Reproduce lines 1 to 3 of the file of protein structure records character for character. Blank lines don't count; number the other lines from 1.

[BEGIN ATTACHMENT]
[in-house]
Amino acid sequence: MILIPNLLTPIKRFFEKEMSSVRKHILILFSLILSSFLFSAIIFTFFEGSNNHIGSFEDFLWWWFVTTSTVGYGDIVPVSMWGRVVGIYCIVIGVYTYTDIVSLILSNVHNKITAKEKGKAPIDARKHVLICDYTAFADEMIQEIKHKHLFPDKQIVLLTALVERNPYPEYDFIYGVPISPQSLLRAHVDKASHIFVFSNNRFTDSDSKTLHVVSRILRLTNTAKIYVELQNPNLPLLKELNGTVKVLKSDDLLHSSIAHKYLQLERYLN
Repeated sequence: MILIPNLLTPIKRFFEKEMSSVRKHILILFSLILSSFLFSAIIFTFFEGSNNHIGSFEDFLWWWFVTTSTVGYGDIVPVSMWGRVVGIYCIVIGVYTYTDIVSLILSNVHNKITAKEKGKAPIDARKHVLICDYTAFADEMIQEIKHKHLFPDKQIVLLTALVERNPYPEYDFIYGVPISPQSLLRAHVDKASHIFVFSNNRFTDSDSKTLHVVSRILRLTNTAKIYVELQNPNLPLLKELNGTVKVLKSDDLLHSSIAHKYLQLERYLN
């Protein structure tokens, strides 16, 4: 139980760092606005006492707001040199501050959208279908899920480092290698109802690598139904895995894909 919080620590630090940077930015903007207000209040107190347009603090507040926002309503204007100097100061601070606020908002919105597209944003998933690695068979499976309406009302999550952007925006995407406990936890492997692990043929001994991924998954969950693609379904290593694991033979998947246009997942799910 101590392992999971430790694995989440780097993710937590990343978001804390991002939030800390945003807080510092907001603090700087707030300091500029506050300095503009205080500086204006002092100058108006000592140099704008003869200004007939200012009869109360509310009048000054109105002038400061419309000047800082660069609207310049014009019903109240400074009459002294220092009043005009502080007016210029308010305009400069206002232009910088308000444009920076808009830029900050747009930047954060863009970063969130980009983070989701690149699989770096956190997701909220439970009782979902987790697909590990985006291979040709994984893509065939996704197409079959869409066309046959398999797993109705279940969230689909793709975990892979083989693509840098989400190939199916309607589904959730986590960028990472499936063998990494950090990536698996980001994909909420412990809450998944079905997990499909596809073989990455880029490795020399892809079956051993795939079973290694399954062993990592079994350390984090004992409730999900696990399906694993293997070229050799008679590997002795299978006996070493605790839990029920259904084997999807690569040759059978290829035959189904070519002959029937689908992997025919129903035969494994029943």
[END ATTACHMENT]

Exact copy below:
[in-house]
Amino acid sequence: MILIPNLLTPIKRFFEKEMSSVRKHILILFSLILSSFLFSAIIFTFFEGSNNHIGSFEDFLWWWFVTTSTVGYGDIVPVSMWGRVVGIYCIVIGVYTYTDIVSLILSNVHNKITAKEKGKAPIDARKHVLICDYTAFADEMIQEIKHKHLFPDKQIVLLTALVERNPYPEYDFIYGVPISPQSLLRAHVDKASHIFVFSNNRFTDSDSKTLHVVSRILRLTNTAKIYVELQNPNLPLLKELNGTVKVLKSDDLLHSSIAHKYLQLERYLN
Repeated sequence: MILIPNLLTPIKRFFEKEMSSVRKHILILFSLILSSFLFSAIIFTFFEGSNNHIGSFEDFLWWWFVTTSTVGYGDIVPVSMWGRVVGIYCIVIGVYTYTDIVSLILSNVHNKITAKEKGKAPIDARKHVLICDYTAFADEMIQEIKHKHLFPDKQIVLLTALVERNPYPEYDFIYGVPISPQSLLRAHVDKASHIFVFSNNRFTDSDSKTLHVVSRILRLTNTAKIYVELQNPNLPLLKELNGTVKVLKSDDLLHSSIAHKYLQLERYLN